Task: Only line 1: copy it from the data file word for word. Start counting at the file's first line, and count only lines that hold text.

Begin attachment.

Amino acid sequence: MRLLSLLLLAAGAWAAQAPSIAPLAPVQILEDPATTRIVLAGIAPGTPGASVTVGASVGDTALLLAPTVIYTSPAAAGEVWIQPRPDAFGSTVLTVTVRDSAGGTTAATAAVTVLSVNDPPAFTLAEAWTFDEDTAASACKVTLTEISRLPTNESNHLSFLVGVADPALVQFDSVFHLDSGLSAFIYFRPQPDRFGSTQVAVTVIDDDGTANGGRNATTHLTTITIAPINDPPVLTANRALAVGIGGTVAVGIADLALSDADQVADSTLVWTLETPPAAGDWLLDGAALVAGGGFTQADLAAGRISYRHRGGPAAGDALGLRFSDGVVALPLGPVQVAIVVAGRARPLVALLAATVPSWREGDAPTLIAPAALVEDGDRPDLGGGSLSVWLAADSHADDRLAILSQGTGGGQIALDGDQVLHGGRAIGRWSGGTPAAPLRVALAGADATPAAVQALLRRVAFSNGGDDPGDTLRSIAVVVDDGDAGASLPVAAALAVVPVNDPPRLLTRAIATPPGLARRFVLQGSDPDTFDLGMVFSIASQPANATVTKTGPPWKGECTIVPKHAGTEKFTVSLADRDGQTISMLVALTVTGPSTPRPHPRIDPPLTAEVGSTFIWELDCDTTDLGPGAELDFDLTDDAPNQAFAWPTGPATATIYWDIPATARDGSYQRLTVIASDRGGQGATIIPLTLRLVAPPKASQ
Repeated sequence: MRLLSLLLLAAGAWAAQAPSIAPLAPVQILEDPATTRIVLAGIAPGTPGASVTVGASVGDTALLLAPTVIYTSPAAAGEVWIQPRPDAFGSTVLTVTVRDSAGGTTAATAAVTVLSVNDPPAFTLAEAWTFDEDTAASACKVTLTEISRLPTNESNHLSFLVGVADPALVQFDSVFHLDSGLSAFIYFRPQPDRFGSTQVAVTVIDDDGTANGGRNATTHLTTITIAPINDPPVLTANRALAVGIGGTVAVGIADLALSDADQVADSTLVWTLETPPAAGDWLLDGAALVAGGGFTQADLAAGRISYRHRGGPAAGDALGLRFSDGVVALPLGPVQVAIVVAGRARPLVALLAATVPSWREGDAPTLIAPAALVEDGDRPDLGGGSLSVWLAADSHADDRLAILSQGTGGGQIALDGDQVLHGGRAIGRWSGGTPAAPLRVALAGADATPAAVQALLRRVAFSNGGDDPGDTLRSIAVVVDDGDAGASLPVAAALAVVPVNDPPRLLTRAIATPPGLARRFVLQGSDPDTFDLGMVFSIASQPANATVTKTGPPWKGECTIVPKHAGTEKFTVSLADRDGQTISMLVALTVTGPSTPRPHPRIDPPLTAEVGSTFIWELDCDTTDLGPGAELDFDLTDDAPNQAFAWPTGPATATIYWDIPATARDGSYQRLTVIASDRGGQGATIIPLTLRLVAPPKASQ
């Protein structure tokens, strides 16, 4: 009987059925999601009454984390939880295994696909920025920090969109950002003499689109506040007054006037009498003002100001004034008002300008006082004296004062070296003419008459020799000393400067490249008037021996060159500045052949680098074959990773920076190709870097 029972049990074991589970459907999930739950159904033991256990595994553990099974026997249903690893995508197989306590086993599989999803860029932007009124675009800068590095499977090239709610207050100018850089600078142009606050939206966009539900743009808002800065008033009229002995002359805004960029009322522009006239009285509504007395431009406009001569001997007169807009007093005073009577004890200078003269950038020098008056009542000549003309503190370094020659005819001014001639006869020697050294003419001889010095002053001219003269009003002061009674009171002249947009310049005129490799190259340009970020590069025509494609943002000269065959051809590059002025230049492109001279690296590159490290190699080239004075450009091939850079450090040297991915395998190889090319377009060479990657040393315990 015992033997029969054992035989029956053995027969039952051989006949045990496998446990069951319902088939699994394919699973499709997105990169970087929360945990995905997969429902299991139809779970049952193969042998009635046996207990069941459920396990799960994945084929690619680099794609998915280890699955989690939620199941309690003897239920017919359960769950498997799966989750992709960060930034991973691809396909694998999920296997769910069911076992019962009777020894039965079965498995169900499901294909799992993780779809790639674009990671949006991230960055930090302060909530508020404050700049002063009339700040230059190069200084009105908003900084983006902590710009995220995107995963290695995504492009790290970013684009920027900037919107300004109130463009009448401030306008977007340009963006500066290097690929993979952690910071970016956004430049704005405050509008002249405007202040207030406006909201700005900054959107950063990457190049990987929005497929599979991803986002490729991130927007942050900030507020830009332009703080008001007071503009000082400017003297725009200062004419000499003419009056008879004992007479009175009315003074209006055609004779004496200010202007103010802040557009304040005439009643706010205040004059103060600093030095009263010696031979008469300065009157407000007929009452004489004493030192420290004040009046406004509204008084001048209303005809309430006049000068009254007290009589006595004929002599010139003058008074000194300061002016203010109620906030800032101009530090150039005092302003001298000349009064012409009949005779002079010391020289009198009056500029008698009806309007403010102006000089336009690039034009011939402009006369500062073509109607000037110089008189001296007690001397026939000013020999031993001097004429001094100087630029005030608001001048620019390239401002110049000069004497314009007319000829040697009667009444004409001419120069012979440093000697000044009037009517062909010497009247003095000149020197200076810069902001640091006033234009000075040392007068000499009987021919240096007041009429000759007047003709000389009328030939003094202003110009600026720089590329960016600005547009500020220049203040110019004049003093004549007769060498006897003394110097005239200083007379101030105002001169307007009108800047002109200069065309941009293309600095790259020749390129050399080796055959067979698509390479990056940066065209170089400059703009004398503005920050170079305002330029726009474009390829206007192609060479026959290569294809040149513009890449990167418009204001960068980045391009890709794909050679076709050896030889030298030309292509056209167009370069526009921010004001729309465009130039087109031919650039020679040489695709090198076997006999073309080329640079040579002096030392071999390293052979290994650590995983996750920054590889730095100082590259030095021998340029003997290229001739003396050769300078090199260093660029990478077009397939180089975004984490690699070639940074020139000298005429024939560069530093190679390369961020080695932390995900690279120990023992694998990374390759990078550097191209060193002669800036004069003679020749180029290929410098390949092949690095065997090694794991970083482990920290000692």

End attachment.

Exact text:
Amino acid sequence: MRLLSLLLLAAGAWAAQAPSIAPLAPVQILEDPATTRIVLAGIAPGTPGASVTVGASVGDTALLLAPTVIYTSPAAAGEVWIQPRPDAFGSTVLTVTVRDSAGGTTAATAAVTVLSVNDPPAFTLAEAWTFDEDTAASACKVTLTEISRLPTNESNHLSFLVGVADPALVQFDSVFHLDSGLSAFIYFRPQPDRFGSTQVAVTVIDDDGTANGGRNATTHLTTITIAPINDPPVLTANRALAVGIGGTVAVGIADLALSDADQVADSTLVWTLETPPAAGDWLLDGAALVAGGGFTQADLAAGRISYRHRGGPAAGDALGLRFSDGVVALPLGPVQVAIVVAGRARPLVALLAATVPSWREGDAPTLIAPAALVEDGDRPDLGGGSLSVWLAADSHADDRLAILSQGTGGGQIALDGDQVLHGGRAIGRWSGGTPAAPLRVALAGADATPAAVQALLRRVAFSNGGDDPGDTLRSIAVVVDDGDAGASLPVAAALAVVPVNDPPRLLTRAIATPPGLARRFVLQGSDPDTFDLGMVFSIASQPANATVTKTGPPWKGECTIVPKHAGTEKFTVSLADRDGQTISMLVALTVTGPSTPRPHPRIDPPLTAEVGSTFIWELDCDTTDLGPGAELDFDLTDDAPNQAFAWPTGPATATIYWDIPATARDGSYQRLTVIASDRGGQGATIIPLTLRLVAPPKASQ